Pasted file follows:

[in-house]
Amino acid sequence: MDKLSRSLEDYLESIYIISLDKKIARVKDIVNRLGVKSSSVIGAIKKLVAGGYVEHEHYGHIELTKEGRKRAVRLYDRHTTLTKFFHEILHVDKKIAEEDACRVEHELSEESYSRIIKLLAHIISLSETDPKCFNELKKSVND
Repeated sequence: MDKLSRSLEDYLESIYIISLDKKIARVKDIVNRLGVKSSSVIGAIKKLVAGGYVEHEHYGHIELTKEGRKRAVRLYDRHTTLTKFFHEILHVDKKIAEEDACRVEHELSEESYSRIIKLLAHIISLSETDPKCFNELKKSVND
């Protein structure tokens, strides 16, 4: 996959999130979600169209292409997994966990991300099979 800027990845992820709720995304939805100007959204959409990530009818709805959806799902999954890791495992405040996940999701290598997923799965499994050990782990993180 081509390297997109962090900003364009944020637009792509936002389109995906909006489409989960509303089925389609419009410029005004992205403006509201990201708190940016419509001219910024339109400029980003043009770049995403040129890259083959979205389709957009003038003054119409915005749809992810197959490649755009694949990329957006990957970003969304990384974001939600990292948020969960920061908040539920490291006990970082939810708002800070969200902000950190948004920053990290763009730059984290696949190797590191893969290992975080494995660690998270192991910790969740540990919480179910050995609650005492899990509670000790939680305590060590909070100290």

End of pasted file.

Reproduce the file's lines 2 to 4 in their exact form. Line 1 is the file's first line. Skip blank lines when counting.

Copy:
Amino acid sequence: MDKLSRSLEDYLESIYIISLDKKIARVKDIVNRLGVKSSSVIGAIKKLVAGGYVEHEHYGHIELTKEGRKRAVRLYDRHTTLTKFFHEILHVDKKIAEEDACRVEHELSEESYSRIIKLLAHIISLSETDPKCFNELKKSVND
Repeated sequence: MDKLSRSLEDYLESIYIISLDKKIARVKDIVNRLGVKSSSVIGAIKKLVAGGYVEHEHYGHIELTKEGRKRAVRLYDRHTTLTKFFHEILHVDKKIAEEDACRVEHELSEESYSRIIKLLAHIISLSETDPKCFNELKKSVND
């Protein structure tokens, strides 16, 4: 996959999130979600169209292409997994966990991300099979 800027990845992820709720995304939805100007959204959409990530009818709805959806799902999954890791495992405040996940999701290598997923799965499994050990782990993180 081509390297997109962090900003364009944020637009792509936002389109995906909006489409989960509303089925389609419009410029005004992205403006509201990201708190940016419509001219910024339109400029980003043009770049995403040129890259083959979205389709957009003038003054119409915005749809992810197959490649755009694949990329957006990957970003969304990384974001939600990292948020969960920061908040539920490291006990970082939810708002800070969200902000950190948004920053990290763009730059984290696949190797590191893969290992975080494995660690998270192991910790969740540990919480179910050995609650005492899990509670000790939680305590060590909070100290």